Curator Melissa Wolfe talks about the inspiration we can all take away from the Columbus Museum of Arts newest exhibition showcasing the work of home town hero George Bellows. George Bellows and the American Experience through January 4, 2014. This exhibition follows on the heels of a major retrospective of the artist organized by the [...]
Columbus Becomes Mozart’s Home Town
Who needs Salzburg? The hills may be alive but they are bloody expensive, and you can get better chocolate at Anthony Thomas candies on High Street or Mozart’s Cafe!
April 27-28 is another of those embarrassment of riches weekends in Columbus. The Symphony switches gears.
Opera Columbus presents Canada’s Opera Atelier in Mozart’s The Magic Flute for two performances in the Southern Theatre. The Columbus Symphony is in the pit and the chorus is cast locally.
I could get snippy about this since we could easily cast Flute locally, except Opera Atelier presents fully integrated productions with lots of rehearsal and repeat performances on two continents. Their Don Giovanni here two years ago was one of the best I’ve seen and I’ve seen a lot.Â The scale of our Southern Theatre worked so well for this production. There indeed was a local singer in a lead–a fine one–and the two performances sold to the walls.Â I couldn’tÂ find a suitable clip from Opera Atelier, so you’re just going to have to make do with the Met.
I expect the same for Magic Flute. Mozart wrote this opera forÂ the money at the end of his life when he was ill and broke. The setting was a theater beyond the city walls of Vienna, like writing an opera for Pataskala,Â not that there’s anything wrong with Pataskala. Still, wags griped that Mozart was going pretty low rent. Forget it.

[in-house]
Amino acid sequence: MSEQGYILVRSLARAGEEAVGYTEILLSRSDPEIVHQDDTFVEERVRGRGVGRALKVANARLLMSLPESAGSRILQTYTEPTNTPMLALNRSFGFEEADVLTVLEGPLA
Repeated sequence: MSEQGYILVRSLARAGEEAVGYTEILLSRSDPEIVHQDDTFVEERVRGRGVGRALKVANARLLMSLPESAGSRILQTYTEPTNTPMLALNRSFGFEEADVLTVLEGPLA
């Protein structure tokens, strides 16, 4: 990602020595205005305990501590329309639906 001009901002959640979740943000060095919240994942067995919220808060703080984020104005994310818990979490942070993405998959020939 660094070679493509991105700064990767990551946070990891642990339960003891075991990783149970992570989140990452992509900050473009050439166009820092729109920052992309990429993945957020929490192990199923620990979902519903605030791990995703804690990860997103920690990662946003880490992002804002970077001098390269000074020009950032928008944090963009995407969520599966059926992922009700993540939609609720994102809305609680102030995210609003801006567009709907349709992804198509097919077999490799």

The Magic Flute, okayÂ Die ZauberflÃ¶te, is musical magic. It’s filled with tunes you will recognize and will keep you humming. It has a man who dresses like a bird and is girl crazy, a dotty prince with ravishing music, an evil queen who sings high Fs and a bass who sings low Fs. And a pretty soprano lead who gets weepy to gorgeous music. Take the kids to this one.
Sunday afternoon, in direct conflict to the secondÂ Magic FluteÂ performance, you can hear Mozart’sÂ RequiemÂ at King Avenue United Methodist Church.Â Christopher McManus leads the choir and orchestra. This church is a great place to hear music, and McManus conducts a busy and highly skilled choir. I’m down for this one.
I gave away my tickets to the Sunday matinÃ©e of Flute. I may try to go Saturday at 8 pm, but Saturday afternoon the Met broadcasts in HD all four and a half hours of Handel’s Giulio Cesare, and I may be getting too old for double headers. Good problems to have, here in the capital city.
Don’t be like me. Do it all!